Vietnam matures into world's second-largest coffee exporter
"The Germans are particularly picky when it comes to their coffee," says Vietnamese coffee tester Le Anh Tuan, as he produces a testing sheet to note his findings, dpa reported.
The sheet mentions a number of palate sensations: moldy, woody, sour and tangy, among others. "The Germans reject any of these, thus ideally I must fill in a 'zero' for all," he explains, and then slurps noisily from a freshly brewed cup.
Germany's coffee drinkers are his most treasured customers, because the country is Vietnam's largest export market for coffee.
The South-East Asian country's coffee industry has experienced rapid development over the past 25 years.
Between 1980 and 2008 coffee plantations have mushroomed from a mere 22,000 hectares to currently half a million hectares, which makes Vietnam today the world's second-largest coffee producer behind Brazil.
In 2007, Brazil harvested 36 million sacks of 60 kilograms each, while Vietnam's harvest tallied in at 18 million sacks.
Number three producer Colombia trailed with 12 million sacks.
Some 85 per cent of Vietnam's coffee is cultivated in the central highlands, about 700 kilometres north of the southern metropolis Ho Chi Minh City, formerly known as Saigon.
Almost everyone in Buon Me Thuot, the capital of Dak Lak province, is involved in the industry one way or another.
An old woman lines up neat rows of almost-black coffee bean fruits to dry in the sun. Nearby, a man shovels the dried fruit into large sacks.
The owner of a funeral parlor displays caskets at the right side of his double garage, while he has converted the left into a café, in front of which he has heaped coffee bean fruits for drying.
Coffee farmer Nguyen Tan Huy and his wife Vo Thi Nhanh from Dak Lak's Krong Buk district are busy at work. With swift movements they strip the red and green coffee bean "cherries" from the branches.
In 2001, global output was 112 million sacks, but this year the figure is expected to reach 132 million sacks.
"We have produced coffee for some 100 years," says the chairman of Vietnam's Coffee and Cocoa Growers Association Luong Van Tu.
Annual production has reached about 1 million tons this year with an export value of roughly 2 billion dollars.
Vietnam primarily cultivates Robusta coffee. Higher-quality Arabica beans only grow at relatively cool, higher elevations, which Vietnam only has in the northern mountain ranges bordering China.
But the country already plans to increase its Arabica plantations there from the current 20,000 hectares to 100,000 hectares over the next few years.
Last year, Vietnam exported about 177 tons of coffee to Germany, 134 tons to the United States and some 95 tons to Spain, its three largest customers.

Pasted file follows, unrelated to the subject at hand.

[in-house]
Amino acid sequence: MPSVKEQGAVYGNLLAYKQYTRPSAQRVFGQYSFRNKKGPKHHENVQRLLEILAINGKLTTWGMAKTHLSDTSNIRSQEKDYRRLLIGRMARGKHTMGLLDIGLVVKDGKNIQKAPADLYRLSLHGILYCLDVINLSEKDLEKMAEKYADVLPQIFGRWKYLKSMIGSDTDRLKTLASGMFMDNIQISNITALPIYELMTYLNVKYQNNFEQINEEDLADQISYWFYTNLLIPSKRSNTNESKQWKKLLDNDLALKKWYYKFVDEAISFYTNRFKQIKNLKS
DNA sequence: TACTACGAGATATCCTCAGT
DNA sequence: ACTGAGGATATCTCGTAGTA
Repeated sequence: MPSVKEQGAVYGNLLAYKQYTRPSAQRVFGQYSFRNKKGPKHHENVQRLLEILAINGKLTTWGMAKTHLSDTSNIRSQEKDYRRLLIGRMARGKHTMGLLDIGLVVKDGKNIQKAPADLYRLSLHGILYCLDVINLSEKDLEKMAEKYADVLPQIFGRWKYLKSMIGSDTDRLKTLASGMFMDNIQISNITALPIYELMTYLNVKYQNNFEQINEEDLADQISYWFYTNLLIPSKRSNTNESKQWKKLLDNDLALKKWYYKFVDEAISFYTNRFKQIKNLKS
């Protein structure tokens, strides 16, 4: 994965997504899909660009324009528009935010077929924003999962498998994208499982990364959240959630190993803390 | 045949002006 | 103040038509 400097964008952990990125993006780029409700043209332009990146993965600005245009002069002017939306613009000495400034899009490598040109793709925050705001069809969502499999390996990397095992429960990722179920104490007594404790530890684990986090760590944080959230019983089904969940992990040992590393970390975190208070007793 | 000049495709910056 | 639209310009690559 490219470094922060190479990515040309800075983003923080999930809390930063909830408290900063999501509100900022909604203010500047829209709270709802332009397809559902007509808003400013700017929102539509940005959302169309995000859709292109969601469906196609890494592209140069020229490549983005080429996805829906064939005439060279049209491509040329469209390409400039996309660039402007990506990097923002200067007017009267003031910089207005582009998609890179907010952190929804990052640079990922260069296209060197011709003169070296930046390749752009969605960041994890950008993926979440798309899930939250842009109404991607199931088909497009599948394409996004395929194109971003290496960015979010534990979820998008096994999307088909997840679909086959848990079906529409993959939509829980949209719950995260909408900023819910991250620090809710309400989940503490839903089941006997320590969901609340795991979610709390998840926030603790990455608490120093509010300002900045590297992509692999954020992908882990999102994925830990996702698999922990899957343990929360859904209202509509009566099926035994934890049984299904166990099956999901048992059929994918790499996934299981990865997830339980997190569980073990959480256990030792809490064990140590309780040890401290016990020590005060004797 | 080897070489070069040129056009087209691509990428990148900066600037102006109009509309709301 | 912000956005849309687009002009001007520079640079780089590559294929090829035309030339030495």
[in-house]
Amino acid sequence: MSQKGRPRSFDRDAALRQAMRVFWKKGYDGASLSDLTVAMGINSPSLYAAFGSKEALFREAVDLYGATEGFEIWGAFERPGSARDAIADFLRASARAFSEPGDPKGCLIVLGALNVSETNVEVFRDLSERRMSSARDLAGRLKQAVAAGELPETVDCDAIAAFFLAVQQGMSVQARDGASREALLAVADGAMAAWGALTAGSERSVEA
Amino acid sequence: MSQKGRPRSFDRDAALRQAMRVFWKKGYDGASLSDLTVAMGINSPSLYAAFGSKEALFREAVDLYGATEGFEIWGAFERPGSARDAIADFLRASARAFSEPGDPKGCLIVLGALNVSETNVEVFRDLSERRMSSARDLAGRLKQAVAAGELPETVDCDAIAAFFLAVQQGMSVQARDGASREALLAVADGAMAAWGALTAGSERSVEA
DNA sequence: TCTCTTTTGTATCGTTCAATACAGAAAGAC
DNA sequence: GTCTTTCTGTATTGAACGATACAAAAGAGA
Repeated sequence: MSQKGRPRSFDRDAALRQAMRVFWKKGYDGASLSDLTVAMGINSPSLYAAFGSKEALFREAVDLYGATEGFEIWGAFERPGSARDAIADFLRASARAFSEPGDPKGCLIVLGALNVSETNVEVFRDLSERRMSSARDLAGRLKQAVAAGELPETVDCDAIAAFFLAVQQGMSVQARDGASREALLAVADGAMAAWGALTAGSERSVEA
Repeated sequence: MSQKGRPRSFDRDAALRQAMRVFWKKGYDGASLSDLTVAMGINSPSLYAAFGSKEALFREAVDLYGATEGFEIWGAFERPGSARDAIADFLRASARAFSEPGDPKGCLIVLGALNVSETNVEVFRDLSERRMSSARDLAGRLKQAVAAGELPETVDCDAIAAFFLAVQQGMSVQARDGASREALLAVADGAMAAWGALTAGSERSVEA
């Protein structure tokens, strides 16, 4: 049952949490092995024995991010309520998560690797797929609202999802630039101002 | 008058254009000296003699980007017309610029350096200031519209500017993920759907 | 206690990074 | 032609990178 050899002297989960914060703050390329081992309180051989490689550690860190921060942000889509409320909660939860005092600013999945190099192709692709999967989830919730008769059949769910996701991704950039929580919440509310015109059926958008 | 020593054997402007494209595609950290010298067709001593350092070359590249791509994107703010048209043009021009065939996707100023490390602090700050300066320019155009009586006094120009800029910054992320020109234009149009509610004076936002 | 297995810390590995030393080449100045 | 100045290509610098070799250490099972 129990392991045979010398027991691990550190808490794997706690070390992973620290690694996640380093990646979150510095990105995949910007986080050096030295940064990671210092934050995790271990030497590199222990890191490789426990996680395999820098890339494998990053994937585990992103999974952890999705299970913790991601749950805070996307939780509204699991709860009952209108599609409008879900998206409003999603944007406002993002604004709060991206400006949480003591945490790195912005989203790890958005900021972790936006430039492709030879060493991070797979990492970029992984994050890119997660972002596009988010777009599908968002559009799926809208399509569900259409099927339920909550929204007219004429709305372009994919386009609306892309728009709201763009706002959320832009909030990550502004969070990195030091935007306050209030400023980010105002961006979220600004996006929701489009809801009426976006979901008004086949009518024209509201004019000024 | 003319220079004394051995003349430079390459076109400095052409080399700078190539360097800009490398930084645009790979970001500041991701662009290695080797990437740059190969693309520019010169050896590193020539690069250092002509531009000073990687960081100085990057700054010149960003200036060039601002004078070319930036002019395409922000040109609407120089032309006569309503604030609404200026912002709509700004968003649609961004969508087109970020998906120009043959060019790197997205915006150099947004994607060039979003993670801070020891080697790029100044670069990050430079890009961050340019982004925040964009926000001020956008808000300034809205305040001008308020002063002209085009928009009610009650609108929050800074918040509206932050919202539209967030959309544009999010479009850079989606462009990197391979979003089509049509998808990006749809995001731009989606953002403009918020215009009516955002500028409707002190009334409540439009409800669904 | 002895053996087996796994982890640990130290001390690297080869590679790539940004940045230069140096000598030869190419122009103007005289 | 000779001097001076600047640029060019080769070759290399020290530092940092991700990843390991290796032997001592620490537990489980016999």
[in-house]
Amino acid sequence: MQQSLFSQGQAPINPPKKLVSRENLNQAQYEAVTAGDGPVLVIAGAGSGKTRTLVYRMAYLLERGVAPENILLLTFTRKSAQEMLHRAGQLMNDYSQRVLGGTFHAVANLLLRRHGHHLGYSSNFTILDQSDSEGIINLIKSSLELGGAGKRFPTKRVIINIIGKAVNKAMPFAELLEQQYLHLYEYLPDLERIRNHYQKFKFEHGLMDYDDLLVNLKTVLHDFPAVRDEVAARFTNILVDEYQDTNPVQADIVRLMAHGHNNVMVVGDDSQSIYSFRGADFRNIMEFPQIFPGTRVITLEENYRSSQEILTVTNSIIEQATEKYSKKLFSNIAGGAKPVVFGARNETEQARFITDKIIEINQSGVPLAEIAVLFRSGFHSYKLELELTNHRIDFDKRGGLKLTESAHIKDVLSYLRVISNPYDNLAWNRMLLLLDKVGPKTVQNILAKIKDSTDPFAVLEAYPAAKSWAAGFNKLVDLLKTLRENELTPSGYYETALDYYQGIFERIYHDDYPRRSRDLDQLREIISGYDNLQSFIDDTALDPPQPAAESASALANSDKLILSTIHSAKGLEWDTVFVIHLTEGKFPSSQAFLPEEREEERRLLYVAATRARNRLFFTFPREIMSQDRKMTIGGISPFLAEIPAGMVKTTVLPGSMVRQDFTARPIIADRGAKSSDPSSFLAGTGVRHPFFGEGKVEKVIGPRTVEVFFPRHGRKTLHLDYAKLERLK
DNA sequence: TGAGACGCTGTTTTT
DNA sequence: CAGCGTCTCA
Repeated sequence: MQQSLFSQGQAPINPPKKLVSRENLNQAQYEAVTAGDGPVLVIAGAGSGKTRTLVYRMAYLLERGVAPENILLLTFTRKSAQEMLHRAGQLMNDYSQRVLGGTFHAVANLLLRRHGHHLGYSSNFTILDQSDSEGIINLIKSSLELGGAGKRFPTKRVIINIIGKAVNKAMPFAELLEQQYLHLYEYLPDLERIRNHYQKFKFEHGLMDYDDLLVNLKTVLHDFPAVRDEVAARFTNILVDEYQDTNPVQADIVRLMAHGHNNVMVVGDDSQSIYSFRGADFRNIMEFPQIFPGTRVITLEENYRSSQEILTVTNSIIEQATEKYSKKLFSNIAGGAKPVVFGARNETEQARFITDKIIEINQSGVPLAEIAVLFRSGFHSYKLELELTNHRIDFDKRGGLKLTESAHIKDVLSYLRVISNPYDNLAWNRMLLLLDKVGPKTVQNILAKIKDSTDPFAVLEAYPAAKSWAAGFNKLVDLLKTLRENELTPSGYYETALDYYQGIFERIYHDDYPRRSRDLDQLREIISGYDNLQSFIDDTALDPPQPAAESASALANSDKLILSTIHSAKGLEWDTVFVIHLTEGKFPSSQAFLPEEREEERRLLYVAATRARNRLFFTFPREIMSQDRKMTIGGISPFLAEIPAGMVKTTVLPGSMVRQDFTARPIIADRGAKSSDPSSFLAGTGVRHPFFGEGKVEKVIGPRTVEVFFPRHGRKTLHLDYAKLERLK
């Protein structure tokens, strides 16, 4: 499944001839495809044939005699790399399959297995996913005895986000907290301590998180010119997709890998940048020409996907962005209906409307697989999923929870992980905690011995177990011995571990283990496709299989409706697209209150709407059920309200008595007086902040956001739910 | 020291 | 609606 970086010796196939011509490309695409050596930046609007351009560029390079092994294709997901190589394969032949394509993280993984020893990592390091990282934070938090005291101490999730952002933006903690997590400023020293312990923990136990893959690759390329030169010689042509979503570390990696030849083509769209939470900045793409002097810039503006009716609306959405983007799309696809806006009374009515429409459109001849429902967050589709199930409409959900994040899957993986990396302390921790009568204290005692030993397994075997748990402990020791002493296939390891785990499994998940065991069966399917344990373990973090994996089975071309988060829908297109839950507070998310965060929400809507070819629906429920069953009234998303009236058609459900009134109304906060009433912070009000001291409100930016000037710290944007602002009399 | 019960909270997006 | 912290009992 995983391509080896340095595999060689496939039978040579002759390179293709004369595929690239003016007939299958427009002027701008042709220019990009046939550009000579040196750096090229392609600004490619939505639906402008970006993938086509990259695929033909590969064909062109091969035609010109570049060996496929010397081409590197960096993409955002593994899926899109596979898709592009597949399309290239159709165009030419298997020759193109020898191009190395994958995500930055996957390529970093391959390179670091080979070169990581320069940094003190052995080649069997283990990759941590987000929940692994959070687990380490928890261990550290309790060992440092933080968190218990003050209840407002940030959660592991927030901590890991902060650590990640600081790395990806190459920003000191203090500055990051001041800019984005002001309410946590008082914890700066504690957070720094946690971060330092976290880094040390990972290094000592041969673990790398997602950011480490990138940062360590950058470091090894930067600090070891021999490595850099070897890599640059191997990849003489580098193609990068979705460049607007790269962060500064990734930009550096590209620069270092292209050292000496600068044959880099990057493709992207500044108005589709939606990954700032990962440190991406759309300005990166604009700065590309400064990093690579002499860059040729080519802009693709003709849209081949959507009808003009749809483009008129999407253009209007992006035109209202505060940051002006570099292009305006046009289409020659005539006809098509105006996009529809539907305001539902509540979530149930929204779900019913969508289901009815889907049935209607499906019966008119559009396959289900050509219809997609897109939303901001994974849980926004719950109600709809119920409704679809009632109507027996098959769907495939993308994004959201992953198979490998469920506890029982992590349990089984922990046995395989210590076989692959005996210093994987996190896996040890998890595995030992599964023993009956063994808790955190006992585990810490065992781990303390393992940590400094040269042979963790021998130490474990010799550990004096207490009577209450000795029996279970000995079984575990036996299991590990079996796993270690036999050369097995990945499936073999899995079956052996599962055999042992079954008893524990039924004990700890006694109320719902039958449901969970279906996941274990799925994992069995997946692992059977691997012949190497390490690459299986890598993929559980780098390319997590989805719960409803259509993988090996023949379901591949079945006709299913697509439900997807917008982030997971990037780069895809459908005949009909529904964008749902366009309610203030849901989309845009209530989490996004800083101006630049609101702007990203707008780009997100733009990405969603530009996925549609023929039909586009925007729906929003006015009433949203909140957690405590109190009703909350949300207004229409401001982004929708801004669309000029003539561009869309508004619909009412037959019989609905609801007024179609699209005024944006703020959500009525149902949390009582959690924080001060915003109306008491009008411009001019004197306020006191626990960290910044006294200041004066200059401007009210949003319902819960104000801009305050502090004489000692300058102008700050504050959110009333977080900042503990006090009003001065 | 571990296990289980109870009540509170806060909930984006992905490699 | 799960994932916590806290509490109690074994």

Despite increasing output, quality is still a major problem. It is estimated that up to 30 per cent of Vietnamese coffee exports are rejected as "sub-standard" in ports like Rotterdam.
"If the Vietnamese would produce less and instead put more emphasis on quality, that problem would not exist. Of course, there is competition, but the coffee market is large enough to accommodate every producer," Nestor Osorio, director of the World Coffee Organization, said at a conference in Ho Chi Minh City this year.
It appears that Vietnam has taken the hint seriously, because quality improvement has now become a government programme driven particularly by the Agro-Forest Research Institute in the western highlands.
Foreign organizations like the German Society for Technological Cooperation (GTZ) lend a helping hand.
Under the organization's tutelage, farmers learn how much water the trees need for optimal growth, how much fertilizer, and how the trees have to be pruned to enhance the harvest quality.
GTZ is also supporting several cooperatives striving to adhere to the so-called 4C (Common Code for the Coffee Community) standard that prescribes rules for sustainable coffee farming under social and ecological minimum requirements in production and processing.
As with other agricultural produce, more importers are putting importance on quality certifications.
A buyer for one of the large foreign importers is likely to pay a higher price for coffee under 4C certification.
Coffee drinking, meanwhile, lags far behind production and export. Only some 7 per cent of annual production stays in the country.
"I may drink a single cup in the morning to wake me up for the working day. But we are Asians. We prefer to drink tea," says farmer Nguyen Khee Tao.